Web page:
Climate Change: Global Sea Level

September 11, 2017

Sea level has been rising over the past century, and the rate has increased in recent decades. In 2016, global sea level was 3.2 inches (82 mm) above the 1993 average—the highest annual average in the satellite record (1993-present).

Sea level in 2016 compared to the 1993-2016 average. NOAA map, adapted from Figure 3.16a in State of the Climate in 2016.

Sea level continues to rise at a rate of just over one-eighth of an inch (3.4 mm) per year, due to a combination of melting glaciers and ice sheets, and thermal expansion of seawater as it warms.

Global sea level since 1880

Explore this interactive graph: Click and drag either axis to display different parts of the graph. To squeeze or stretch the graph in either direction, hold your Shift key down, then click and drag.

The light blue line shows seasonal (3-month) sea level estimates from Church and White (2011). The darker line is based on University of Hawaii Fast Delivery sea level data. For more detail on the data sources, see the end of the article.

Why sea level matters

In the United States, almost 40% of the population lives in relatively high population-density coastal areas, where sea level plays a role in flooding, shoreline erosion, and hazards from storms. Globally, 8 of the world’s 10 largest cities are near a coast, according to the U.N. Atlas of the Oceans.

South Beach, Miami on May 3, 2007. Photo by Flickr user James WIlliamor, via a Creative Commons license. 

In urban settings along coastlines around the world, rising seas threaten infrastructure necessary for local jobs and regional industries. Roads, bridges, subways, water supplies, oil and gas wells, power plants, sewage treatment plants, landfills—the list is practically endless—are all at risk from sea level rise.

Higher “background” water levels mean that deadly and destructive storm surges—like those associated with Hurricane Katrina or “Superstorm” Sandy—push farther inland than they once did. Higher sea level also means more frequent “nuisance flooding”—not deadly or dangerous, usually, but still disruptive and expensive.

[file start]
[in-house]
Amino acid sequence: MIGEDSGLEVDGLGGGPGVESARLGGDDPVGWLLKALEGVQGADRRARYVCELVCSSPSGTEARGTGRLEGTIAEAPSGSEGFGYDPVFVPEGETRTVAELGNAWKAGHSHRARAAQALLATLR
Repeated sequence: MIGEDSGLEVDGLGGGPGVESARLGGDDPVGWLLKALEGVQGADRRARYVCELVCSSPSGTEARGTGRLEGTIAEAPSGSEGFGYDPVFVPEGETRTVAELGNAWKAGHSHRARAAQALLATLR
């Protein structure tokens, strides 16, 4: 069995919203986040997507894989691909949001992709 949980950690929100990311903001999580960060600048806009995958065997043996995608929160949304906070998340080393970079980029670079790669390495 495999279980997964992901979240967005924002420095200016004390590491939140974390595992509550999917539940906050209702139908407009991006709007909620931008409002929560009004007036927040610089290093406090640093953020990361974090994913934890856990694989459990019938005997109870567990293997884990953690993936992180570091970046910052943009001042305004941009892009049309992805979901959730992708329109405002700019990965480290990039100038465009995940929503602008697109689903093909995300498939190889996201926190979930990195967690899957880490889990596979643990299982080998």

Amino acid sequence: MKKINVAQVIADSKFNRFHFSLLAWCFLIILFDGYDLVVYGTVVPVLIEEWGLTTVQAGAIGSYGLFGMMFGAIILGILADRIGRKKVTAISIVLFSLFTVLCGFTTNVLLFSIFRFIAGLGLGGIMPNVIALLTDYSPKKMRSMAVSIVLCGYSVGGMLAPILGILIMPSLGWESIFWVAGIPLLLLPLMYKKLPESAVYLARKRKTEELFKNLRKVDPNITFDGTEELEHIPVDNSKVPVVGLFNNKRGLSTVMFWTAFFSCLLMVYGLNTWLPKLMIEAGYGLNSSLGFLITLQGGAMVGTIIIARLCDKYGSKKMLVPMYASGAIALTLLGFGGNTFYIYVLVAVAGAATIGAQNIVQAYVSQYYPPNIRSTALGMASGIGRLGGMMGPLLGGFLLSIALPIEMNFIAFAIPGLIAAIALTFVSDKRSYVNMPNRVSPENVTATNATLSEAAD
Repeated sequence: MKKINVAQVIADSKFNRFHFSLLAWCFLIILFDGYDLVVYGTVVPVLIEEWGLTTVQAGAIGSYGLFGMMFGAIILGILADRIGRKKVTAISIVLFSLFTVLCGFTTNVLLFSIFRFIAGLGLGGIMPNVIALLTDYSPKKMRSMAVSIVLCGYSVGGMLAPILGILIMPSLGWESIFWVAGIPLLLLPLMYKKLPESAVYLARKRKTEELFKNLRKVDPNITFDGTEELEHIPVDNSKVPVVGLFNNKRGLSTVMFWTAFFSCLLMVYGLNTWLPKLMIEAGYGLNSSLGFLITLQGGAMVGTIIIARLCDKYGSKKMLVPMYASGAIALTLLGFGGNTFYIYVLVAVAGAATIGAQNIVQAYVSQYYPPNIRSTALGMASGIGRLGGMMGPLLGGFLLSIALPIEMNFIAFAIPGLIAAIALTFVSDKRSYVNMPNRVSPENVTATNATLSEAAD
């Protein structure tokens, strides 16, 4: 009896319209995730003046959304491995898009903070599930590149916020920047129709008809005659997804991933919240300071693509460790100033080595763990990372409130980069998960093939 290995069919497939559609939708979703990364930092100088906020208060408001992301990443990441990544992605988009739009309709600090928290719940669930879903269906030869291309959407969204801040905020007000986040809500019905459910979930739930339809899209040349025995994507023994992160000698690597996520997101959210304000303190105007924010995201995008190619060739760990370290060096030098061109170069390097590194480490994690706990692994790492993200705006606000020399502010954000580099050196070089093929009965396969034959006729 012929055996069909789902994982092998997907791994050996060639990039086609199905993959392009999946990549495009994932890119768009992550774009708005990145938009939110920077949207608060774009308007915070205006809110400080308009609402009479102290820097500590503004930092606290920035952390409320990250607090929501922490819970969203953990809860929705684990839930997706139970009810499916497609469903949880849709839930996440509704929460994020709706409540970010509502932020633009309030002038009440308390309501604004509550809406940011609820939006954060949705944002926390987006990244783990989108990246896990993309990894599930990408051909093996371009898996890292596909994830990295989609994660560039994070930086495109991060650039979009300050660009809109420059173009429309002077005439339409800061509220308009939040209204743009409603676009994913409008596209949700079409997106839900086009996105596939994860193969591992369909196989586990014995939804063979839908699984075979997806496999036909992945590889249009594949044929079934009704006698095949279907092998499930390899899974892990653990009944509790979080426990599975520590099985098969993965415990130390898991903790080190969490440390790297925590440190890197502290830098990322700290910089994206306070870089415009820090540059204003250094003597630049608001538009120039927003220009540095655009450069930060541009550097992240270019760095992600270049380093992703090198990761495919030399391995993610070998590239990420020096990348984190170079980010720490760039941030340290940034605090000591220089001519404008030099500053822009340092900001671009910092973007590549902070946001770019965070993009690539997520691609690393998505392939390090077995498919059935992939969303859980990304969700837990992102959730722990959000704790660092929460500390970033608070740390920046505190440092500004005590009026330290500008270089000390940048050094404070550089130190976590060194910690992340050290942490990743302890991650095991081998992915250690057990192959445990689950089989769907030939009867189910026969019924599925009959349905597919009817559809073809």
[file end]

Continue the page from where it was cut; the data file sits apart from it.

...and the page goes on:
Nuisance flooding in Annapolis in 2012. Around the U.S., nuisance flooding has increased dramatically in the past 50 years. Photo by Amy McGovern.

In the natural world, rising sea level creates stress on coastal ecosystems that provide recreation, protection from storms, and habitat for fish and wildlife, including commercially valuable fisheries. As seas rise, saltwater is also intruding into freshwater aquifers, many of which sustain municipal and agricultural water supplies and natural ecosystems.

What’s causing sea level to rise?

Sea level is rising for two main reasons: glaciers and ice sheets are melting and adding water to the ocean and the volume of the ocean is expanding as the water warms. A third, much smaller contributor to sea level rise is a decline in water storage on land—aquifers, lakes and reservoirs, rivers, soil moisture—mostly as a result of groundwater pumping, which has shifted water from aquifers to the ocean.

From the 1970s up through the last decade, melting and thermal expansion were contributing roughly equally to the observed sea level rise. But the melting of glaciers and ice sheets has accelerated, and over the past decade, the amount of sea level rise due to melting—with a small addition from groundwater transfer and other water storage shifts—has been nearly twice the amount of sea level rise due to thermal expansion.